How to Create the Perfect Catholic Job Description

How to Create the Perfect Catholic Job Description

A detailed and well-thought-out Catholic job description will help you attract the highest-quality candidates. Not only will this save you time and money in the long run, but it will also make candidates more likely to consider your posting.

1. Ease of reading

If there’s one thing you take away from this article, it should be this: make your descriptions scannable. Notice that I didn’t say readable – I said scannable. Do you know how many applications it takes before a candidate lands a job? Research shows it can take anywhere from 21 to 80 applications before an applicant gets an offer. This means that your candidates have likely seen at least 20 application forms before yours at minimum.

Candidates looking for work are likely to scan through applications looking for keywords and phrases more than reading every word. You want to structure your posting with a tired candidate in mind. Avoid chunky blocks of text and opt for shorter paragraphs, subheadings, and bullet points wherever possible. Whether you’re getting a candidate in the first five or first fifty applications, you want to make sure they can easily digest the information you have to offer. Try running your posting through a Flesch reading ease calculator if you want a leg up.

2. Details

You don’t need to share every minute detail, but you need to effectively hit all the significant points. Not only do you want to lay out the basic information of what the applicant will be doing, but you also need to lay out clear expectations and requirements. You want to lay out job requirements (obviously) but also lay out cultural and workplace expectations. If you’re leading your organization by faith, then you’re looking for someone with the hard and soft skills necessary to be a mission fit.

An excellent Catholic job description will have both a “minimum required skills section” and a “desired skills section.” For example, at a minimum, you want someone who has two years of experience, but you would prefer someone with at least four. This will help candidates who hit the minimum requirements but aren’t sure they’re the ideal candidate to self-select in or out of the application process.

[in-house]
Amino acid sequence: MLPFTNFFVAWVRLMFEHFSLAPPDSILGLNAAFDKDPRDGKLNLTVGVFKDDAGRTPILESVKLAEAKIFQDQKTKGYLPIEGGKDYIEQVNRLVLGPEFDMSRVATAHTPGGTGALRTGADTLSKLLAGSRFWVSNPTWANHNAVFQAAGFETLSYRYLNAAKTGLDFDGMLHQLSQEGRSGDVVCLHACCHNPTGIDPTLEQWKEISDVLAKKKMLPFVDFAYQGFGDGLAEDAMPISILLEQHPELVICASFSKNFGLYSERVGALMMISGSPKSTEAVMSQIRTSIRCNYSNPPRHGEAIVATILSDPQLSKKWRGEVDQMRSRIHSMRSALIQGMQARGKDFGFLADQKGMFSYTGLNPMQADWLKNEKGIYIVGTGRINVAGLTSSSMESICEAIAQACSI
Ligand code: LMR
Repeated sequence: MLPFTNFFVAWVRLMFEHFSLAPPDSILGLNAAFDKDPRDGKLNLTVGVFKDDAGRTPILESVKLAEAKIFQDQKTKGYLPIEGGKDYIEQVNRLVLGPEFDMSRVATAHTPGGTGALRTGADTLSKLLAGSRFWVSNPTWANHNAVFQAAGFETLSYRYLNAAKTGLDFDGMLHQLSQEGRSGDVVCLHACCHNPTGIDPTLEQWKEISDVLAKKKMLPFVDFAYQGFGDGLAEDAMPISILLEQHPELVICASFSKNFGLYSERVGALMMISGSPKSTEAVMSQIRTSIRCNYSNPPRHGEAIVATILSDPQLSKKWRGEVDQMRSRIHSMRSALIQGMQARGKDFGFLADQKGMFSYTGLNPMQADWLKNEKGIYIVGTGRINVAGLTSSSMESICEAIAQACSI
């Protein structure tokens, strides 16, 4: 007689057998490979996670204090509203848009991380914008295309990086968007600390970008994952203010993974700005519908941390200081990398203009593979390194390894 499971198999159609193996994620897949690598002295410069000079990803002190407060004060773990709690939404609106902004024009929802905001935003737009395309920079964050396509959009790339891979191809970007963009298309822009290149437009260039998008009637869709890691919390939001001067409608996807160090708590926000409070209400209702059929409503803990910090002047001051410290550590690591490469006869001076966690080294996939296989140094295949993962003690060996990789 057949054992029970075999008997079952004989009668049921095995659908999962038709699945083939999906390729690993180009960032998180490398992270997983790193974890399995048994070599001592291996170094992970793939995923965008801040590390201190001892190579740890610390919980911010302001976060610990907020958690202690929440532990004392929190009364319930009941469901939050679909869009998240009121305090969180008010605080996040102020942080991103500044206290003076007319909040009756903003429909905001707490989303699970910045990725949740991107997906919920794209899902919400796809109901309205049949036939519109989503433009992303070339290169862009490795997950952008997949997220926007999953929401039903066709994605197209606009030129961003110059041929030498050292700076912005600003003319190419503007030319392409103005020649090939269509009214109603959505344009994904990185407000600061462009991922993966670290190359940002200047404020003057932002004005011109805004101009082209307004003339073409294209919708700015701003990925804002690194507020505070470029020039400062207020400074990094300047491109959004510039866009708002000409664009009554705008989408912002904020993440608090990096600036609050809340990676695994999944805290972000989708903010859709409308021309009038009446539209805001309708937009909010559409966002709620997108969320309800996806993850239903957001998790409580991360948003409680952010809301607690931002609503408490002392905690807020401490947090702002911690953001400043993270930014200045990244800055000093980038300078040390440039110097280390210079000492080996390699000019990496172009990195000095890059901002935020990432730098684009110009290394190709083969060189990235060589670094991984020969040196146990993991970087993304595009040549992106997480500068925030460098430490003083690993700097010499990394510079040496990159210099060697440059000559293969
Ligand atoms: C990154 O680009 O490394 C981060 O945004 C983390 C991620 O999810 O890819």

3. Expectations

The best job applications clearly describe the kind of person that you’re looking for, and lay out clear expectations on a timeline. You want to have your minimum requirements and daily activities, but also having a timeline of requirements is helpful. If you can lay out requirements for the first week, month, three months, six months, and year, you’re only going to get a more knowledgeable applicant. Usually, it will look like a learning/onboarding phase, then a transition into more responsibility with some supervision, eventually becoming full autonomy and accountability.
Clear expectations in a job description refer to the specific responsibilities, duties, and performance standards that an employer expects from a job candidate or employee in a particular position. These expectations should be clearly stated and defined in the job description to ensure that the candidate or employee understands what is required of them in terms of job performance and behavior.

Some examples of clear expectations that may be included in a Catholic job description are:

  • Compliance ChecklistJob duties and responsibilities: The specific tasks and responsibilities that the employee will be expected to perform on a daily, weekly, or monthly basis.
  • Performance standards: The specific measurable goals or targets that the employee must achieve within a certain time frame.
  • Qualifications: The minimum education, experience, or skill requirements that the employee must possess to be considered for the position.
  • Work schedule: The expected work hours and days of the week that the employee will be required to work.
  • Code of conduct: The expected behaviors and attitudes that the employee must exhibit while working for the company, such as professionalism, teamwork, and respect for others.